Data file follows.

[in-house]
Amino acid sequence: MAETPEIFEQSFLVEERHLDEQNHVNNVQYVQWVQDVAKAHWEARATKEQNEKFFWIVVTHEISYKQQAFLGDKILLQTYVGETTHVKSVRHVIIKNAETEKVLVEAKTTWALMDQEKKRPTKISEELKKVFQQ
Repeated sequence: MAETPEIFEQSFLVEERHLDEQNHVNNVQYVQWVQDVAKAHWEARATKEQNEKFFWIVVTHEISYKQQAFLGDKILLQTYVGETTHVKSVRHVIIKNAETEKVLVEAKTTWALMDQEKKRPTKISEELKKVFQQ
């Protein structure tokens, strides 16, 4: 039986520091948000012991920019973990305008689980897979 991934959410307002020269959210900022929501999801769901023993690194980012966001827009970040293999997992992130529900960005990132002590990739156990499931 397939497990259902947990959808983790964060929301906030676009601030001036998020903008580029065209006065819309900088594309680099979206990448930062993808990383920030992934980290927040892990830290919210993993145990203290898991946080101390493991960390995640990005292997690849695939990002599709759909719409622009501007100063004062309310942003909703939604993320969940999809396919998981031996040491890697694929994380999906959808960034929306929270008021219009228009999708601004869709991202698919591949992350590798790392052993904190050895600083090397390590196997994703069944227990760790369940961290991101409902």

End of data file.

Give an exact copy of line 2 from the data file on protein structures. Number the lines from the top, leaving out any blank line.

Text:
Amino acid sequence: MAETPEIFEQSFLVEERHLDEQNHVNNVQYVQWVQDVAKAHWEARATKEQNEKFFWIVVTHEISYKQQAFLGDKILLQTYVGETTHVKSVRHVIIKNAETEKVLVEAKTTWALMDQEKKRPTKISEELKKVFQQ